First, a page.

By Doug Carter
This article first appeared on TheAmericanView.com
Tis the season for the heartwarming Christmas letters from the Freedom From Religion Foundation (FFRF) and the American Civil Liberties Union (ACLU). You know the routine. Each holiday season these groups send letters to municipalities threatening lawsuits if the recipient municipality will not remove a nativity display from a particular public property.
Last Christmas I wrote an article explaining why it is frivolous to remove nativity displays from government property. In that article I observed that a nativity display is the antithesis of an apotheosis display.
To recap that article, a nativity display celebrates the moment in time God becomes a man, while an apotheosis display celebrates the moment in time man becomes a god.
I then pointed to the “Apotheosis of Washington” painted on the domed ceiling of the U.S. Capitol rotunda by Constantino Brumidi. Ironically, Brumidi was commissioned by the government to paint the Apotheosis for $40,000. Next, I asked the rhetorical question, “Why is it unconstitutional to have a nativity display on public property, but not a government-commissioned apotheosis display?”
Now I want to explain why it matters that cities and towns across America remain allowed to display nativity scenes on public property at Christmas.
When Thomas Jefferson wrote the Declaration of Independence, he explained that our freedoms come from God. “All men are created equal,” he says, and “they are endowed by their Creator with certain unalienable rights; that among these are life, liberty, and the pursuit of happiness.” Jefferson also clearly stated that the purpose of civil government was “to secure these rights.”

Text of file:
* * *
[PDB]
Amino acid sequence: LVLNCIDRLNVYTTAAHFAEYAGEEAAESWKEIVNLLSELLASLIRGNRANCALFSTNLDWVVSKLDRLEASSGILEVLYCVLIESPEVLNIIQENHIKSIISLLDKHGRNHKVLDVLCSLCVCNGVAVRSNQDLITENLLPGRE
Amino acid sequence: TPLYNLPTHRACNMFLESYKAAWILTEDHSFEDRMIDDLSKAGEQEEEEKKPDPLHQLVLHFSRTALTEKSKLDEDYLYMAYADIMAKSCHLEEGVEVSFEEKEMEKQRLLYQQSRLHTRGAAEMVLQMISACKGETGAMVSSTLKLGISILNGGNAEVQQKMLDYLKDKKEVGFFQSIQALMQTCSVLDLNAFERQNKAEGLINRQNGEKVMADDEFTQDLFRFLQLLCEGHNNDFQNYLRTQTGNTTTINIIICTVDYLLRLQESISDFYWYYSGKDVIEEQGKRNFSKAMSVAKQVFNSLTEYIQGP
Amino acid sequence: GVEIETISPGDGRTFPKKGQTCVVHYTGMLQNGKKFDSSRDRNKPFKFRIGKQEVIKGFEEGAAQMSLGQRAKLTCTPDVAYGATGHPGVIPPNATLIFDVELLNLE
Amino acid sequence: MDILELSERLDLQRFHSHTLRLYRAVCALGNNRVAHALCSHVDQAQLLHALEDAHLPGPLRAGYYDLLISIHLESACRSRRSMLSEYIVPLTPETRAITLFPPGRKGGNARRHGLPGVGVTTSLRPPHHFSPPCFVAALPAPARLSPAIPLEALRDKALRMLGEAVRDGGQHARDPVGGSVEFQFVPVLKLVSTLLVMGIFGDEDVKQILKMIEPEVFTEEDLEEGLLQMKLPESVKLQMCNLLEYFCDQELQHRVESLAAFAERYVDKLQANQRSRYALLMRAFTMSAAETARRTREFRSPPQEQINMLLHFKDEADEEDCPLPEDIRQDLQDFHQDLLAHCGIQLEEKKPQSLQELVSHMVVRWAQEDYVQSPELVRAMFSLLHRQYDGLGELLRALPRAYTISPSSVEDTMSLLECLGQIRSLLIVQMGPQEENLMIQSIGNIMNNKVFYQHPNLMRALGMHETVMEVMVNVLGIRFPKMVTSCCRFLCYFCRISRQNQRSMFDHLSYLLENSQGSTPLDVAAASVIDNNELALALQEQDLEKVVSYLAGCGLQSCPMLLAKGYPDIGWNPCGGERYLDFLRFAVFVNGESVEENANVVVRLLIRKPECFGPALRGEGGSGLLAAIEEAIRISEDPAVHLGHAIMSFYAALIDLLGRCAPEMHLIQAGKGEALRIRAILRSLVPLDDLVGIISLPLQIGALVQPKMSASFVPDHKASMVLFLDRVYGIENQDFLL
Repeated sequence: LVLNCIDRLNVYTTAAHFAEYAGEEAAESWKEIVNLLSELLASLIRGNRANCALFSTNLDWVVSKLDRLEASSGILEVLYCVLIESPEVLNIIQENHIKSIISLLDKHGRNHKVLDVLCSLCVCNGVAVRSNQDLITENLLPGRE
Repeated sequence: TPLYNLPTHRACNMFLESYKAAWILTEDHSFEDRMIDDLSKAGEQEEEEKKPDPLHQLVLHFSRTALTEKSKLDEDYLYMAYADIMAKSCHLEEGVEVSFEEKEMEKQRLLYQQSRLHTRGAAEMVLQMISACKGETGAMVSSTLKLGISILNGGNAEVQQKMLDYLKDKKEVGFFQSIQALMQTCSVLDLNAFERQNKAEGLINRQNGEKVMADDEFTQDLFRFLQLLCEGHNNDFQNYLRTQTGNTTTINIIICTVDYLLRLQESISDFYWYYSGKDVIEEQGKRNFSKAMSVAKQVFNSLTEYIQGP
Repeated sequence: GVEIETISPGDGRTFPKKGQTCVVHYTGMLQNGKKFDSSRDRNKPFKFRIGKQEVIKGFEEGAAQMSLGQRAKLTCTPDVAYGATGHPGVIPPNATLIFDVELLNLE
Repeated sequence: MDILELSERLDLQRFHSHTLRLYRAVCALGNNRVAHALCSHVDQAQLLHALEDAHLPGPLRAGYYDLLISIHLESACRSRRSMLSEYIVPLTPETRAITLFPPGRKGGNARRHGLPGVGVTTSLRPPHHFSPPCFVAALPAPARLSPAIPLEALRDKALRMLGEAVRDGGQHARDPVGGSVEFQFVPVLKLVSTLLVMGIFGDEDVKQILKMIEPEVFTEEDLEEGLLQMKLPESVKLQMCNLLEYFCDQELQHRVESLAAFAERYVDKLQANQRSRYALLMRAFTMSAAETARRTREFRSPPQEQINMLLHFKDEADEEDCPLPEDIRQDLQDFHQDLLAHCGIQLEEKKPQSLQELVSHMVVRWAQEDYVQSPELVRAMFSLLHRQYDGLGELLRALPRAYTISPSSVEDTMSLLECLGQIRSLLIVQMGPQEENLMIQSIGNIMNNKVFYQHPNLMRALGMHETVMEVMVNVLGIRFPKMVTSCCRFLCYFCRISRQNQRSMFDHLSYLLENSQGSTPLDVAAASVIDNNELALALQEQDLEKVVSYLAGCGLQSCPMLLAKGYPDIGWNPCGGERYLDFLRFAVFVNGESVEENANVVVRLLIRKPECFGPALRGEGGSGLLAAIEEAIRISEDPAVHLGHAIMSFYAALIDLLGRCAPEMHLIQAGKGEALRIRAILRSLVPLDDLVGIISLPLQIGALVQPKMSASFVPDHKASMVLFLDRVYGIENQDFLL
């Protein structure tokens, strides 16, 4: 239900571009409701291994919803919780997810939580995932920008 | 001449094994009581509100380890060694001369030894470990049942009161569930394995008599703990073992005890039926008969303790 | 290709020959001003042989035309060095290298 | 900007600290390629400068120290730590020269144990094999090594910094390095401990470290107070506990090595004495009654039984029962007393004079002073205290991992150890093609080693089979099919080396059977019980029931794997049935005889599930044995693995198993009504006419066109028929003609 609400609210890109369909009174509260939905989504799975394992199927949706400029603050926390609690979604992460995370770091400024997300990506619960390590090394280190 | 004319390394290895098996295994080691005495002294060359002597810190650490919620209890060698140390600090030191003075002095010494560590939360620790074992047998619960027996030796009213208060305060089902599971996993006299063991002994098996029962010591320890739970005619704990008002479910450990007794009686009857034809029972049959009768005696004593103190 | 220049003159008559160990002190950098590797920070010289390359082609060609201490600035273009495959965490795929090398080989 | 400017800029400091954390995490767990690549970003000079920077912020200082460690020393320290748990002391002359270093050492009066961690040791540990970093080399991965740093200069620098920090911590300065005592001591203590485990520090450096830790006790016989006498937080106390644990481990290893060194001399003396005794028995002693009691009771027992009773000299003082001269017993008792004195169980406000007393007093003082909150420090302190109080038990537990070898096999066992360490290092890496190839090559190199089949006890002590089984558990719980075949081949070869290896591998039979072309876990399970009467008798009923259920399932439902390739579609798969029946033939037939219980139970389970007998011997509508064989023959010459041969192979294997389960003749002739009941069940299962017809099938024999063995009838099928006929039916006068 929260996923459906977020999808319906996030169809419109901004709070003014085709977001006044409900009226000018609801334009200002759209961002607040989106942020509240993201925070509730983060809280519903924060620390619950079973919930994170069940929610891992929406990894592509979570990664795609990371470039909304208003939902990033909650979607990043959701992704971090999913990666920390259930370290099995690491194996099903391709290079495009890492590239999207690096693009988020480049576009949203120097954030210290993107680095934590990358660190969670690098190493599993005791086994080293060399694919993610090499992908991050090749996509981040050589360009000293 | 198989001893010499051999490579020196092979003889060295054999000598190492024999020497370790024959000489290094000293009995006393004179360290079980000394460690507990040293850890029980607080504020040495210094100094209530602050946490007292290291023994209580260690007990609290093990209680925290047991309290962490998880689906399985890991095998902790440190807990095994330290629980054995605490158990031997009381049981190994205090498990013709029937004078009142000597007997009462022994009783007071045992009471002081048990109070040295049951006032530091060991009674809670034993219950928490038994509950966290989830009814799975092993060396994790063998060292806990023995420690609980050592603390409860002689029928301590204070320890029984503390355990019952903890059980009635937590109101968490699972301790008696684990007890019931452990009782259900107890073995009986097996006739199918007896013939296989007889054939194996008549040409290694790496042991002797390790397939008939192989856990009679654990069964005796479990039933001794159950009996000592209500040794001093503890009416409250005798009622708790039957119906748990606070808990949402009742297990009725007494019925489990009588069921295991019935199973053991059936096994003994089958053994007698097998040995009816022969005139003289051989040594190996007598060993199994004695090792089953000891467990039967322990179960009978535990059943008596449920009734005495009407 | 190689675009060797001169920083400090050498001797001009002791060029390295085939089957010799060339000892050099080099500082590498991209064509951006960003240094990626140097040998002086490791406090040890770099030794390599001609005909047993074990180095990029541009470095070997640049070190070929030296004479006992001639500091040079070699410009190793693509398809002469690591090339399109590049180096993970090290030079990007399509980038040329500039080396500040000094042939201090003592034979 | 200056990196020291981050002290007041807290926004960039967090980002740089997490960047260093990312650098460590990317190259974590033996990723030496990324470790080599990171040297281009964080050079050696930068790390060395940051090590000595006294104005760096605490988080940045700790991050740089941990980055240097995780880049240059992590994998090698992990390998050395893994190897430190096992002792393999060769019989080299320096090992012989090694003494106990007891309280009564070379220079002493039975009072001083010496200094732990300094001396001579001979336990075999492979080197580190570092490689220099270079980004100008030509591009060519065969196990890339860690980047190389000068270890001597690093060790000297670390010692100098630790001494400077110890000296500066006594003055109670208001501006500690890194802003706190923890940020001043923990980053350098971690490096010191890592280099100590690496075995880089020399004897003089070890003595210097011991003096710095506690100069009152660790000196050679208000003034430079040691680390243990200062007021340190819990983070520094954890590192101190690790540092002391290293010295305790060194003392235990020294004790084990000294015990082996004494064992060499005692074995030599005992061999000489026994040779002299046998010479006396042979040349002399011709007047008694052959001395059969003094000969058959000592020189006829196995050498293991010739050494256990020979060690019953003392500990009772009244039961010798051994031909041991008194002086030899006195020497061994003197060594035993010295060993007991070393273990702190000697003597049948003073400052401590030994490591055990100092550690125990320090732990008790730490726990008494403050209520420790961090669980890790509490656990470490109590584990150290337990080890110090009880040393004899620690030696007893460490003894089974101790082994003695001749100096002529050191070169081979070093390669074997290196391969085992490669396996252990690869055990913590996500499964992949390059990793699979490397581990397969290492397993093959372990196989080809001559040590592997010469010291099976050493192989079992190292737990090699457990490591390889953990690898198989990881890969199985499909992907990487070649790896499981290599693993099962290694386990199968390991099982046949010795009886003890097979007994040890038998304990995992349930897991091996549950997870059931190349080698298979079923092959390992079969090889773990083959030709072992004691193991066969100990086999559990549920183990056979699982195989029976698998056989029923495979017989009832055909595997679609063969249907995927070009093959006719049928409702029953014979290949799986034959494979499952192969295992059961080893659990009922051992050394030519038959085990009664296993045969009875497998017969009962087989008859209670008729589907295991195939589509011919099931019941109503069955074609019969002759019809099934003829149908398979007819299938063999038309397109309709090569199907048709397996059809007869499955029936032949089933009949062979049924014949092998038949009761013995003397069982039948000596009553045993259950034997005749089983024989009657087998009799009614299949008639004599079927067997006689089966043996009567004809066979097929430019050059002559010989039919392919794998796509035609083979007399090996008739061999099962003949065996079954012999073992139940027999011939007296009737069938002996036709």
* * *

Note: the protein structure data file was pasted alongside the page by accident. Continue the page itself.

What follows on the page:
A nativity display on government property reminds us that all humans have unalienable rights- rights which cannot legitimately be taken away- because these rights come from God. A nativity display celebrates the source of our rights and reminds our government officials that it is their duty to help secure these rights.
Similarly, a nativity scene on government property reminds us that we are a republic, not a democracy. Our republic acknowledges God as the source of our unchangeable rights. A democracy is vastly different. The rights granted in a democracy are determined not by God, but by the ever-changing opinions of the majority of mankind.
Ultimately, the present battle waged by the FFRF and ACLU is a battle over who gets to be God. Who will be acknowledged as the source of our rights? Will it be God, or will it be man?
Given the nation’s present woes and injustices, it is altogether fitting that nativity displays remain in the public arena as a guiding light and reminder to all of the source of our freedoms.